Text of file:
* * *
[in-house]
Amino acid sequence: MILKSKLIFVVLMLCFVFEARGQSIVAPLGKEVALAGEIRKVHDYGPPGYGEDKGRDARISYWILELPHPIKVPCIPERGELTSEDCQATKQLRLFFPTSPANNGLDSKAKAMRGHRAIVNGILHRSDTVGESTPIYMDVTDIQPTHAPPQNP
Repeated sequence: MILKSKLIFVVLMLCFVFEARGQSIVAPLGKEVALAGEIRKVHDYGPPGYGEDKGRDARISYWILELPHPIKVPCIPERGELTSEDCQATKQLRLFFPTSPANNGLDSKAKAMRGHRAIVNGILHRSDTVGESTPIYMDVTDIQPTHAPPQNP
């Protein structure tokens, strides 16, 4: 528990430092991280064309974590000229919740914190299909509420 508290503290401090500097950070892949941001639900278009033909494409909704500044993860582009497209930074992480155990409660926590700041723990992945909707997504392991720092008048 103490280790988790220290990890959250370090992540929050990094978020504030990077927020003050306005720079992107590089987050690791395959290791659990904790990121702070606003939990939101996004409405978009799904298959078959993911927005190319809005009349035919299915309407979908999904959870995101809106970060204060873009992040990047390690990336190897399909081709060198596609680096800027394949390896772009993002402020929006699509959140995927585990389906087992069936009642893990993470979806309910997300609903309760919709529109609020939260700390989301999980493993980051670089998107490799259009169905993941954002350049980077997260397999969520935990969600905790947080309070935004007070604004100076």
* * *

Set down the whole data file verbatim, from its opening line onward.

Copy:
[in-house]
Amino acid sequence: MILKSKLIFVVLMLCFVFEARGQSIVAPLGKEVALAGEIRKVHDYGPPGYGEDKGRDARISYWILELPHPIKVPCIPERGELTSEDCQATKQLRLFFPTSPANNGLDSKAKAMRGHRAIVNGILHRSDTVGESTPIYMDVTDIQPTHAPPQNP
Repeated sequence: MILKSKLIFVVLMLCFVFEARGQSIVAPLGKEVALAGEIRKVHDYGPPGYGEDKGRDARISYWILELPHPIKVPCIPERGELTSEDCQATKQLRLFFPTSPANNGLDSKAKAMRGHRAIVNGILHRSDTVGESTPIYMDVTDIQPTHAPPQNP
């Protein structure tokens, strides 16, 4: 528990430092991280064309974590000229919740914190299909509420 508290503290401090500097950070892949941001639900278009033909494409909704500044993860582009497209930074992480155990409660926590700041723990992945909707997504392991720092008048 103490280790988790220290990890959250370090992540929050990094978020504030990077927020003050306005720079992107590089987050690791395959290791659990904790990121702070606003939990939101996004409405978009799904298959078959993911927005190319809005009349035919299915309407979908999904959870995101809106970060204060873009992040990047390690990336190897399909081709060198596609680096800027394949390896772009993002402020929006699509959140995927585990389906087992069936009642893990993470979806309910997300609903309760919709529109609020939260700390989301999980493993980051670089998107490799259009169905993941954002350049980077997260397999969520935990969600905790947080309070935004007070604004100076």